Although the Court agrees that the February 1 deadline was not extended, it finds good cause to allow the motion out of time. Burton's request to amend rests on information she did not have until one day before the amendment deadline. She sought leave to amend promptly upon receiving transcripts of the January 30 depositions, and she was likewise prompt in renewing her motion with a proposed amended complaint that addressed the Court's concerns. In sum, Burton has demonstrated that the February 1 deadline for amendment of pleadings could not reasonably have been met despite her diligence. See Fed. R. Civ. P. 16(b)(4) advisory committee's note to 1983 amendment. Moreover, Valley Tire does not assert that it would be prejudiced by the proposed amendment, and no prejudice is apparent. See Leary, 349 F.3d at 909. The Court therefore deems Burton's motion timely filed.

         II. Futility of Proposed Amendment

         Generally, leave to amend should be freely granted. See Fed R. Civ. P. 15(a)(2). Where the proposed amended complaint could not survive a Rule 12(b)(6) motion to dismiss, however, amendment is futile and need not be allowed.[2] SFS Check, LLC v. First Bank of Del., 774 F.3d 351, 355 (6th Cir. 2014) (citing Riverview Health Inst. LLC v. Med. Mut. of Ohio, 601 F.3d 505, 512 (6th Cir. 2010)). In deciding a motion to dismiss under Rule 12(b)(6), the Court asks whether the complaint “contain[s] sufficient factual matter, accepted as true, to ‘state a claim to relief that is plausible on its face.'” Ashcroft v. Iqbal, 556 U.S. 662, 678 (2009) (quoting Bell Atl. Corp. v. Twombly, 550 U.S. 544, 570 (2007)). To meet the plausibility standard, a plaintiff must “plead[] factual content that allows the court to draw the reasonable inference that the defendant is liable for the misconduct alleged.” Id. Factual allegations are essential; “[t]hreadbare recitals of the elements of a cause of action, supported by mere conclusory statements, do not suffice, ” and the Court need not accept such statements as true. Id. A complaint whose “well-pleaded facts do not permit the court to infer more than the mere possibility of misconduct” does not satisfy the pleading requirements of Rule 8 and will not withstand a motion to dismiss. Id. at 679.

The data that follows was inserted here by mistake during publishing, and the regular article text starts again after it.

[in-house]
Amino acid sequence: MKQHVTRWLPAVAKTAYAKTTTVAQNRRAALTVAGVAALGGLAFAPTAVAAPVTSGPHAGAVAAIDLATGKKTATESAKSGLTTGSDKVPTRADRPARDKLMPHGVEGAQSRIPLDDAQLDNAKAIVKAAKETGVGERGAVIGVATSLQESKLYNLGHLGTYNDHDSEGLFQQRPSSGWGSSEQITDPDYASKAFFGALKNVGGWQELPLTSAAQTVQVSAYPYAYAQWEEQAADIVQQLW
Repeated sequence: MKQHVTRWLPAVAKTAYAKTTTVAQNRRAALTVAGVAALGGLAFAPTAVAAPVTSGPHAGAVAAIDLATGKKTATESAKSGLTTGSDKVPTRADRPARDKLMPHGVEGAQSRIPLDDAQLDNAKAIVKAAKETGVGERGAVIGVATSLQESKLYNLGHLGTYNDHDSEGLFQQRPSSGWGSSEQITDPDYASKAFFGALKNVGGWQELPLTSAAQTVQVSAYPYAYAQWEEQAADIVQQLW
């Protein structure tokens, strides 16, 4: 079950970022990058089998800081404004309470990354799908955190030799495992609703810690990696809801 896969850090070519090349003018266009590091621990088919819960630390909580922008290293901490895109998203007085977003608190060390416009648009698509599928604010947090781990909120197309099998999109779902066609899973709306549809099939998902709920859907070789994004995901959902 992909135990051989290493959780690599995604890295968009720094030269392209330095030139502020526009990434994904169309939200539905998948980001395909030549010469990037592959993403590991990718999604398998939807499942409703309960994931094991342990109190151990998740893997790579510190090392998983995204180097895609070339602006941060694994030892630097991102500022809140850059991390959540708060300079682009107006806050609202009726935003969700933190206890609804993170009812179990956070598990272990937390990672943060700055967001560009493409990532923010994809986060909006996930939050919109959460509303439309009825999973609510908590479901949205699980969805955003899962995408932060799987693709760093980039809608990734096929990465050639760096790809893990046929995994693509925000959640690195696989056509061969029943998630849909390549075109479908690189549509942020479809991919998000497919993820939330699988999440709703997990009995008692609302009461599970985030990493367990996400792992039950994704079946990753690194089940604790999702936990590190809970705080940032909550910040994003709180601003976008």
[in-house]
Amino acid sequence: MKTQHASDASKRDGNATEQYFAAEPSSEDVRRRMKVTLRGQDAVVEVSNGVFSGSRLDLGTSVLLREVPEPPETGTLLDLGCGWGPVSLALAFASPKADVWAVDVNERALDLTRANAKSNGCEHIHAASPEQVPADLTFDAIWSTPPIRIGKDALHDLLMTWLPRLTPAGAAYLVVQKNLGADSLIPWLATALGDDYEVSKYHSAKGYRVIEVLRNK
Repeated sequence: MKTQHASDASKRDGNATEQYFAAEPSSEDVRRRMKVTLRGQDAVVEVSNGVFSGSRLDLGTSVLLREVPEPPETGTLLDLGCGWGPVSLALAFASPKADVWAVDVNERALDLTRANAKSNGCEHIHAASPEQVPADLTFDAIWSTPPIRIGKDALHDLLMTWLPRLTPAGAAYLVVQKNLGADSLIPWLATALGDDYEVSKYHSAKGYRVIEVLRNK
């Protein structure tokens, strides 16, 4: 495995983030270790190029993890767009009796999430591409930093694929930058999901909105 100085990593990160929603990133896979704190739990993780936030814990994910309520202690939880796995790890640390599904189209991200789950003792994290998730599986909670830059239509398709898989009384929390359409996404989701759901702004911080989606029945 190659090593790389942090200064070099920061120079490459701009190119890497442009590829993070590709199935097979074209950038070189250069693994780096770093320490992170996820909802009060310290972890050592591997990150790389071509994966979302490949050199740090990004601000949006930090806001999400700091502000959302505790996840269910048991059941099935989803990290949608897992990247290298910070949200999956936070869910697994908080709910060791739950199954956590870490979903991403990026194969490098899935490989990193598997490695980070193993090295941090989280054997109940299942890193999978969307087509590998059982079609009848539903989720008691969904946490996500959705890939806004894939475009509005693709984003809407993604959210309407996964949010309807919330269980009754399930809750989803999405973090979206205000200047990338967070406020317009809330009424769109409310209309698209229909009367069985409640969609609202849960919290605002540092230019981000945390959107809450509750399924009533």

Burton alleges that Valley Tire was negligent and grossly negligent in hiring and supervising the tire technician who installed the tires-and thus is liable for punitive damages- because the technician “had a history of driving under the influence, was a brand new hire, . . . had been recently fired from a job at Walmart for fighting[, and] . . . . had not been trained in how to properly torque the bolts and nuts on the tires of a commercial vehicle” but nevertheless was assigned to change the tires on Aspas's truck. (D.N. 93-1, PageID # 380; see id., PageID # 382) Valley Tire maintains that the proposed amendment is futile because “[t]his is a case of negligence[, ] . . . . not a case of gross negligence.” (D.N. 96, PageID # 408) It also asserts that amending the complaint to add a negligent-supervision claim would unnecessarily complicate the case and that there are no facts to support a negligent-hiring claim. (Id., PageID # 406) The Court disagrees, with one exception.